The things people will believe on social media are truly depressing. For instance, last year I began seeing this video pop up. People eagerly forwarded this "amazing" footage supposedly showcasing the Presidential limo's defensive driving capabilities:
Even if you were watching this on a low-resolution monitor, the giveaway should be the impossible camerawork.
Another video by the same creator is titled "Trump's new fast limo! Secret Service learning how to drive the POTUS limo on the Top Gear Track!"
People bought that too.
Now you've probably heard that the Cassini space probe is currently on a suicide mission to Saturn. Nearly out of fuel, Cassini is currently orbiting between the planet's rings and surface and will dive towards the planet (resulting in the probe's destruction) sometime in September. In the meantime it is beaming photos back to Earth. Here are two photos I saw this weekend being circulated on Facebook, with captions like "Incredible!" and "Amazing!":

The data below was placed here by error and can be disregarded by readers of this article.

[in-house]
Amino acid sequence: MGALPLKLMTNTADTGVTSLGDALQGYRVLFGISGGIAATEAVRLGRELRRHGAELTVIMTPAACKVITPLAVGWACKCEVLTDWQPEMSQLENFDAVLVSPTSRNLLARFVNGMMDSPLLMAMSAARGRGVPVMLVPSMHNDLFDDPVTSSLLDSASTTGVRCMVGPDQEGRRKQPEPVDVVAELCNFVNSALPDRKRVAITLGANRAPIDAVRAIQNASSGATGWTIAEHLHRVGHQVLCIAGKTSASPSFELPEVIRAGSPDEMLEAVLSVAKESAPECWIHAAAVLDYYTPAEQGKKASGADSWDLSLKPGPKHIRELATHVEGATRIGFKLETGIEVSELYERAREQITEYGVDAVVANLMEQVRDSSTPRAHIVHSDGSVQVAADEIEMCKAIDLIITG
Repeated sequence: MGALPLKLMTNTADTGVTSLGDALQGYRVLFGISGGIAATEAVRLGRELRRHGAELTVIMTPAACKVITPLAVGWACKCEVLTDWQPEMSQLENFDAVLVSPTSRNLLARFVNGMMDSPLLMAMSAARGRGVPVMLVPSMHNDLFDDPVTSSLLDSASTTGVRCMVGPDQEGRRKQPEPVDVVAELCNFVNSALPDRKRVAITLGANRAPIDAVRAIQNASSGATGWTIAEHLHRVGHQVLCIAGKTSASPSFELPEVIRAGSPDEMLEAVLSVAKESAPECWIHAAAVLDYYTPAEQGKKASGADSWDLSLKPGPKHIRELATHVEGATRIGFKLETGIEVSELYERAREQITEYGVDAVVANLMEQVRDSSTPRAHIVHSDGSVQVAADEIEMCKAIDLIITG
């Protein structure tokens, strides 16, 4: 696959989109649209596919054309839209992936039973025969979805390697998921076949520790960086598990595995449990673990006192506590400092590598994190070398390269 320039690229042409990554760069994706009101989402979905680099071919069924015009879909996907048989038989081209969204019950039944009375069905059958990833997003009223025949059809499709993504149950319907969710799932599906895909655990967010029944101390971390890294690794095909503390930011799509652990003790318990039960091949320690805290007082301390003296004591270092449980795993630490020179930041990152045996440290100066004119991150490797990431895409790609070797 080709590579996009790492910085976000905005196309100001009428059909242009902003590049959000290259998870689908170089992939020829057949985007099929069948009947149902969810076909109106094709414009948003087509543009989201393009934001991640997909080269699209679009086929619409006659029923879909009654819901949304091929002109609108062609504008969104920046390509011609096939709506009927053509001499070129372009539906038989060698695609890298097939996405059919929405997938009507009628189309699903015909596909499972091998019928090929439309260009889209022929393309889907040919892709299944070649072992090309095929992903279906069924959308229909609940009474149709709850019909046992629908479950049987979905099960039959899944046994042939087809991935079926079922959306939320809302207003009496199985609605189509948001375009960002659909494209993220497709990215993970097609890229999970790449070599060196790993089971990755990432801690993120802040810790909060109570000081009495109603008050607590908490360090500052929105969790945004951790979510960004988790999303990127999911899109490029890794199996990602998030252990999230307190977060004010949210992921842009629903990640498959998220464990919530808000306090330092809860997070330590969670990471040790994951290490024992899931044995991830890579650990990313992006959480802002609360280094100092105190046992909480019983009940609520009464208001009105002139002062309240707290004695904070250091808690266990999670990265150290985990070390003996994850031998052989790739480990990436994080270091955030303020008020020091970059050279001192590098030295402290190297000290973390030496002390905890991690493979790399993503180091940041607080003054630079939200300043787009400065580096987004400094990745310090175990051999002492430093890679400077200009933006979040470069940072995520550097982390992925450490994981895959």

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Those are freaking renderings, folks, two of many that NASA's Jet Propulsion Laboratory commissions (and credits as the work of artists) in order to spread awareness and excitement about the project. Cassini launched in 1997. Its image-capturing instruments were designed in the '90s. The real images it's sending back look like this:
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It is still an amazing feat that something can be shot into space, survive for 20 years while traveling over a billion kilometers and beam images back to Earth. It is freaking amazing. But there's nothing worse than when people are amazed by the wrong thing.